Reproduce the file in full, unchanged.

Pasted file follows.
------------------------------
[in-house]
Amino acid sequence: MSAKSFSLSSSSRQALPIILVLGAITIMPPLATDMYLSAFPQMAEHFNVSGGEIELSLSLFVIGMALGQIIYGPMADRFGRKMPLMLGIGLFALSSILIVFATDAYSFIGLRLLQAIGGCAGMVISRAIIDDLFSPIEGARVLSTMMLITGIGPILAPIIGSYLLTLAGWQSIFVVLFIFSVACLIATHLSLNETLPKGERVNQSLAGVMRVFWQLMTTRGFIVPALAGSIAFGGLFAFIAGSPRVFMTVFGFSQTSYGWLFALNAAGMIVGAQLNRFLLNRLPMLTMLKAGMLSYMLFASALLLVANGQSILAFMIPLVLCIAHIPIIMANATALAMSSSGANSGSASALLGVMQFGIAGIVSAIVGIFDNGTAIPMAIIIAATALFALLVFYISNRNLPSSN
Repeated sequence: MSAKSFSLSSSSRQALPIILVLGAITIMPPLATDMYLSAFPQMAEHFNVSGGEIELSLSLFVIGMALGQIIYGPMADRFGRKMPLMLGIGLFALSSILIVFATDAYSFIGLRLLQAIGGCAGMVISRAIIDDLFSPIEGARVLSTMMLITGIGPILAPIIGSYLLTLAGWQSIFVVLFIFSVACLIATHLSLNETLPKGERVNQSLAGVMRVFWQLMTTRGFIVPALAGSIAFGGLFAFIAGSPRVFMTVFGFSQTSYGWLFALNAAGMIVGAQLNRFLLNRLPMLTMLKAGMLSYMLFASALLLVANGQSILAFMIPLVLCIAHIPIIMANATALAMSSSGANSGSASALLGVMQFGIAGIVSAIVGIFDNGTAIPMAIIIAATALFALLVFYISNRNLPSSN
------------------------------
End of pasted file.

[in-house]
Amino acid sequence: MSAKSFSLSSSSRQALPIILVLGAITIMPPLATDMYLSAFPQMAEHFNVSGGEIELSLSLFVIGMALGQIIYGPMADRFGRKMPLMLGIGLFALSSILIVFATDAYSFIGLRLLQAIGGCAGMVISRAIIDDLFSPIEGARVLSTMMLITGIGPILAPIIGSYLLTLAGWQSIFVVLFIFSVACLIATHLSLNETLPKGERVNQSLAGVMRVFWQLMTTRGFIVPALAGSIAFGGLFAFIAGSPRVFMTVFGFSQTSYGWLFALNAAGMIVGAQLNRFLLNRLPMLTMLKAGMLSYMLFASALLLVANGQSILAFMIPLVLCIAHIPIIMANATALAMSSSGANSGSASALLGVMQFGIAGIVSAIVGIFDNGTAIPMAIIIAATALFALLVFYISNRNLPSSN
Repeated sequence: MSAKSFSLSSSSRQALPIILVLGAITIMPPLATDMYLSAFPQMAEHFNVSGGEIELSLSLFVIGMALGQIIYGPMADRFGRKMPLMLGIGLFALSSILIVFATDAYSFIGLRLLQAIGGCAGMVISRAIIDDLFSPIEGARVLSTMMLITGIGPILAPIIGSYLLTLAGWQSIFVVLFIFSVACLIATHLSLNETLPKGERVNQSLAGVMRVFWQLMTTRGFIVPALAGSIAFGGLFAFIAGSPRVFMTVFGFSQTSYGWLFALNAAGMIVGAQLNRFLLNRLPMLTMLKAGMLSYMLFASALLLVANGQSILAFMIPLVLCIAHIPIIMANATALAMSSSGANSGSASALLGVMQFGIAGIVSAIVGIFDNGTAIPMAIIIAATALFALLVFYISNRNLPSSN